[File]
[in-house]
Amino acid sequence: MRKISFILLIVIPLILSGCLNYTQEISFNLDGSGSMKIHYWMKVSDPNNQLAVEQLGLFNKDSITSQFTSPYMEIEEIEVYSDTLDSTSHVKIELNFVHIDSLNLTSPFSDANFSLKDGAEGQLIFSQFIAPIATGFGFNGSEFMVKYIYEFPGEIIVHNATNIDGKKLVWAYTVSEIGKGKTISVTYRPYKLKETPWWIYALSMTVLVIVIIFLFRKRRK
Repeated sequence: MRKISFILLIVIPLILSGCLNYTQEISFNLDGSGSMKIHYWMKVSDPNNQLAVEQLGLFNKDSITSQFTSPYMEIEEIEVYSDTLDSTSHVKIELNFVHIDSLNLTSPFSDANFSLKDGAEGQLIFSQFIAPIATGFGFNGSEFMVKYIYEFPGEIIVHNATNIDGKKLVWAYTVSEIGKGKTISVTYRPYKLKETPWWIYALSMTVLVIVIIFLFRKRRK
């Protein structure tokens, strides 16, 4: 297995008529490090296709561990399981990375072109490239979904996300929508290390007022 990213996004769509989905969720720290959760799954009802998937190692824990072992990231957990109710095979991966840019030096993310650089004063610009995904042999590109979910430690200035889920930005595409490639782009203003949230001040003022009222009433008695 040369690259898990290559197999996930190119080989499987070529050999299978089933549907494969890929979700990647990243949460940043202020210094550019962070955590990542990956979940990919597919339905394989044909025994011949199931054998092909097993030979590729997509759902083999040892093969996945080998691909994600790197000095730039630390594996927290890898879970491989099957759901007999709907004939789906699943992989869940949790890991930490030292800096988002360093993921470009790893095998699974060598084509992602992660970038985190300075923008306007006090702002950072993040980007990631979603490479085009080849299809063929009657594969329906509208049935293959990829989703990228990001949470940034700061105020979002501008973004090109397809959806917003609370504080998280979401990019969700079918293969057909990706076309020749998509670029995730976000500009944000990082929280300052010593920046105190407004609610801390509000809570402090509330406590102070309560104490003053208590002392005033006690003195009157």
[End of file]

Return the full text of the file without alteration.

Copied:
[in-house]
Amino acid sequence: MRKISFILLIVIPLILSGCLNYTQEISFNLDGSGSMKIHYWMKVSDPNNQLAVEQLGLFNKDSITSQFTSPYMEIEEIEVYSDTLDSTSHVKIELNFVHIDSLNLTSPFSDANFSLKDGAEGQLIFSQFIAPIATGFGFNGSEFMVKYIYEFPGEIIVHNATNIDGKKLVWAYTVSEIGKGKTISVTYRPYKLKETPWWIYALSMTVLVIVIIFLFRKRRK
Repeated sequence: MRKISFILLIVIPLILSGCLNYTQEISFNLDGSGSMKIHYWMKVSDPNNQLAVEQLGLFNKDSITSQFTSPYMEIEEIEVYSDTLDSTSHVKIELNFVHIDSLNLTSPFSDANFSLKDGAEGQLIFSQFIAPIATGFGFNGSEFMVKYIYEFPGEIIVHNATNIDGKKLVWAYTVSEIGKGKTISVTYRPYKLKETPWWIYALSMTVLVIVIIFLFRKRRK
């Protein structure tokens, strides 16, 4: 297995008529490090296709561990399981990375072109490239979904996300929508290390007022 990213996004769509989905969720720290959760799954009802998937190692824990072992990231957990109710095979991966840019030096993310650089004063610009995904042999590109979910430690200035889920930005595409490639782009203003949230001040003022009222009433008695 040369690259898990290559197999996930190119080989499987070529050999299978089933549907494969890929979700990647990243949460940043202020210094550019962070955590990542990956979940990919597919339905394989044909025994011949199931054998092909097993030979590729997509759902083999040892093969996945080998691909994600790197000095730039630390594996927290890898879970491989099957759901007999709907004939789906699943992989869940949790890991930490030292800096988002360093993921470009790893095998699974060598084509992602992660970038985190300075923008306007006090702002950072993040980007990631979603490479085009080849299809063929009657594969329906509208049935293959990829989703990228990001949470940034700061105020979002501008973004090109397809959806917003609370504080998280979401990019969700079918293969057909990706076309020749998509670029995730976000500009944000990082929280300052010593920046105190407004609610801390509000809570402090509330406590102070309560104490003053208590002392005033006690003195009157």